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Access to surgery

Caucasians more likely to have bariatric surgery

Six out of every thousand eligible white women had bariatric surgery compared with three out of every thousand eligible black women.

Eligible white patients are twice as likely to have bariatric surgery compared with black patients, according to research published in the American Journal of Gastroenterology. The study researchers claim the discrepancy is partly the result of differences in insurance coverage.

"Our new findings suggest that differences in insurance coverage are part of the reason why black Americans are less likely to have bariatric surgery, but it may not be the whole story,” said study co-author, Dr Sonia Saxena from the School of Public Health at Imperial College London. “We need more research to look at whether cultural differences, perhaps a greater acceptance of obesity, lack of awareness of the risks or mistrust of doctors, might also be contributing."

The study, by researchers at the Medical University of South Carolina and Imperial College London, UK, examined national trends in bariatric surgery for adults in the US from 1999 to 2010, focusing on differences in utilisation by race and access to health care.

The primary outcome measures included population-based estimates and comparison of blacks and whites eligible for surgery with those who actually received it.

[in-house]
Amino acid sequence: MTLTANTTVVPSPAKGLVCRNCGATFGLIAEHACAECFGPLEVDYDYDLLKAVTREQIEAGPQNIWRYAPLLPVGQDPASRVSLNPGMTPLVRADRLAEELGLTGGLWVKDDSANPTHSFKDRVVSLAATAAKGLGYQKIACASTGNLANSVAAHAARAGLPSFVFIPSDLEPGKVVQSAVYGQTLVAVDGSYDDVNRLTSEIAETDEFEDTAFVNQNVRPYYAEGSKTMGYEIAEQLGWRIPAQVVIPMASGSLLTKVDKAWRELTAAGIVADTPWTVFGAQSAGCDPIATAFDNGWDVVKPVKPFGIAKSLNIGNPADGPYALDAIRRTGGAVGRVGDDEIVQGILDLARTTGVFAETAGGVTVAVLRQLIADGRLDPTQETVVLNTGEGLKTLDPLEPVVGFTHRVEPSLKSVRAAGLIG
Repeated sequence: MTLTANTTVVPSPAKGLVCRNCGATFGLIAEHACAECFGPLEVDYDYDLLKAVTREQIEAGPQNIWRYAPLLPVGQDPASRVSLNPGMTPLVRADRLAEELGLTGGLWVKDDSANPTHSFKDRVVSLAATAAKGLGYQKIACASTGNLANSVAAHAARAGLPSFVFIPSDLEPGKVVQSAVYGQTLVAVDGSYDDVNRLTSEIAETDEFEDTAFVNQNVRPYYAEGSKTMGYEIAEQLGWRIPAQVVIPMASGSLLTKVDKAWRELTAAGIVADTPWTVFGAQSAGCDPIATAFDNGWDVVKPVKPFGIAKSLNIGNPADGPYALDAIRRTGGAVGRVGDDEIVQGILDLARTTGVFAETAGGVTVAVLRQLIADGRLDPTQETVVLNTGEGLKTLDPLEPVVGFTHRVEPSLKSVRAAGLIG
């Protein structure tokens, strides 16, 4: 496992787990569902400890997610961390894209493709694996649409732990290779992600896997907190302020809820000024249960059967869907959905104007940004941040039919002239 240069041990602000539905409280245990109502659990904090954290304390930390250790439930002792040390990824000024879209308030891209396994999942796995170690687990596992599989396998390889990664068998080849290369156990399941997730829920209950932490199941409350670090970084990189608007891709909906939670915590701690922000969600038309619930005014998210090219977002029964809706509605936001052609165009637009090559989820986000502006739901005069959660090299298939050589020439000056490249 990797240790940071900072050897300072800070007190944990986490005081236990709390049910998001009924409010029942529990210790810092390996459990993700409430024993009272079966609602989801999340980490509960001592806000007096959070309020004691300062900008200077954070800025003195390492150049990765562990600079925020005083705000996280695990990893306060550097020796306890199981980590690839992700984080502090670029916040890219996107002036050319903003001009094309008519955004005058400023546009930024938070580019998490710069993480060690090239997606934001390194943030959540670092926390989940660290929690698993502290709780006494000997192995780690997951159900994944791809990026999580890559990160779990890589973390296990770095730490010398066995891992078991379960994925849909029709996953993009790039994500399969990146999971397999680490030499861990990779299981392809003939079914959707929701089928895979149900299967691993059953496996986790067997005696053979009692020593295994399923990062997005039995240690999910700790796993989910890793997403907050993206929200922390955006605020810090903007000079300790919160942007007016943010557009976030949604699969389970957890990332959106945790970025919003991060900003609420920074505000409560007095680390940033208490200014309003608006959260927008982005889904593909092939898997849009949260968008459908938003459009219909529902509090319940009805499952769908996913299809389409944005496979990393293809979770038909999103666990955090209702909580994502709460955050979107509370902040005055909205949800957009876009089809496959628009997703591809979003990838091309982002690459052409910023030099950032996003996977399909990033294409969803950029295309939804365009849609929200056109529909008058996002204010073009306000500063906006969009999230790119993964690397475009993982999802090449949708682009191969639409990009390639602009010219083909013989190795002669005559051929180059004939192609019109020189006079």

They found that a higher percentage of black than white women and of black than white men were eligible for bariatric surgery. However, a higher proportion of eligible white women and men than black women and men received bariatric surgery.

A total of 69.8% of eligible white women and 72.9% of white women who received bariatric surgery had private health insurance, compared with 49.9% and 71.1% of black women.

In addition, 71.4% of eligible white men and 75.9% of white men who received bariatric surgery had private health insurance, compared with 52.4% and 74.7% of black men.

Among men eligibility and surgery rates were lower than for women of the same race, and significant differences were found by race in the same directions as for women. The figures translate as around six out of every thousand eligible white women had bariatric surgery compared with three out of every thousand eligible black women. Two out of every thousand eligible white men had bariatric surgery compared with one out of every thousand eligible black men.

"Bariatric surgery has been shown to be an effective treatment for moderate to clinically severe obesity and more importantly is has the benefit of successfully resolving or improving the important chronic conditions of diabetes and hypertension in the majority of cases," said Dr Arch G Mainous III, from the Medical University of South Carolina.

Given these estimates and study results, Mainous and his colleagues suggest the following summary of potential causes of this disparity, including:

  • access-to-care issues due to differences ininsurance coverage
  • persistent lack of trust by blacks of physicians
  • differences in how blacks and whites assess surgical risks
  • some cultural evidence of acceptance of obesity in black populations

"Bariatric surgery can improve quality of life, decrease the risk of premature death, and lower disability and health-care costs,” added Mainous. “Consequently, this health disparity in treatment has implications for health care costs and morbidity due to common diseases like diabetes and hypertension, conditions that are highly prevalent in the African American community."

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